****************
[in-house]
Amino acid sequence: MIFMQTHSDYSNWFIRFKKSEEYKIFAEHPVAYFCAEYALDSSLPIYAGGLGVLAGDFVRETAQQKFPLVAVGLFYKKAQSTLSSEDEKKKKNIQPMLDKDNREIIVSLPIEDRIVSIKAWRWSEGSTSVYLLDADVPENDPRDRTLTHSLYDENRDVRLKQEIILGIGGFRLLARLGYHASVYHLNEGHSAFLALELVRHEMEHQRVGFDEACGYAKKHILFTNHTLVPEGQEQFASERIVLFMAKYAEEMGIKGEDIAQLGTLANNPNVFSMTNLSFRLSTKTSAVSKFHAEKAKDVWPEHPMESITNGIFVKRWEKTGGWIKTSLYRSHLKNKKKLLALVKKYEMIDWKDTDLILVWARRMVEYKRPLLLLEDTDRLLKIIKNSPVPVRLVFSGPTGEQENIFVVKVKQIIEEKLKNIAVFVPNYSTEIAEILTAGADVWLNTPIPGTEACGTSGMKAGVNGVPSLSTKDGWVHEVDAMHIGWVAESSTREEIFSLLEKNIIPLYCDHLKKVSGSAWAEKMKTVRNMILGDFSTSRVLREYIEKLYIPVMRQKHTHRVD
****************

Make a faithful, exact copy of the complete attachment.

[in-house]
Amino acid sequence: MIFMQTHSDYSNWFIRFKKSEEYKIFAEHPVAYFCAEYALDSSLPIYAGGLGVLAGDFVRETAQQKFPLVAVGLFYKKAQSTLSSEDEKKKKNIQPMLDKDNREIIVSLPIEDRIVSIKAWRWSEGSTSVYLLDADVPENDPRDRTLTHSLYDENRDVRLKQEIILGIGGFRLLARLGYHASVYHLNEGHSAFLALELVRHEMEHQRVGFDEACGYAKKHILFTNHTLVPEGQEQFASERIVLFMAKYAEEMGIKGEDIAQLGTLANNPNVFSMTNLSFRLSTKTSAVSKFHAEKAKDVWPEHPMESITNGIFVKRWEKTGGWIKTSLYRSHLKNKKKLLALVKKYEMIDWKDTDLILVWARRMVEYKRPLLLLEDTDRLLKIIKNSPVPVRLVFSGPTGEQENIFVVKVKQIIEEKLKNIAVFVPNYSTEIAEILTAGADVWLNTPIPGTEACGTSGMKAGVNGVPSLSTKDGWVHEVDAMHIGWVAESSTREEIFSLLEKNIIPLYCDHLKKVSGSAWAEKMKTVRNMILGDFSTSRVLREYIEKLYIPVMRQKHTHRVD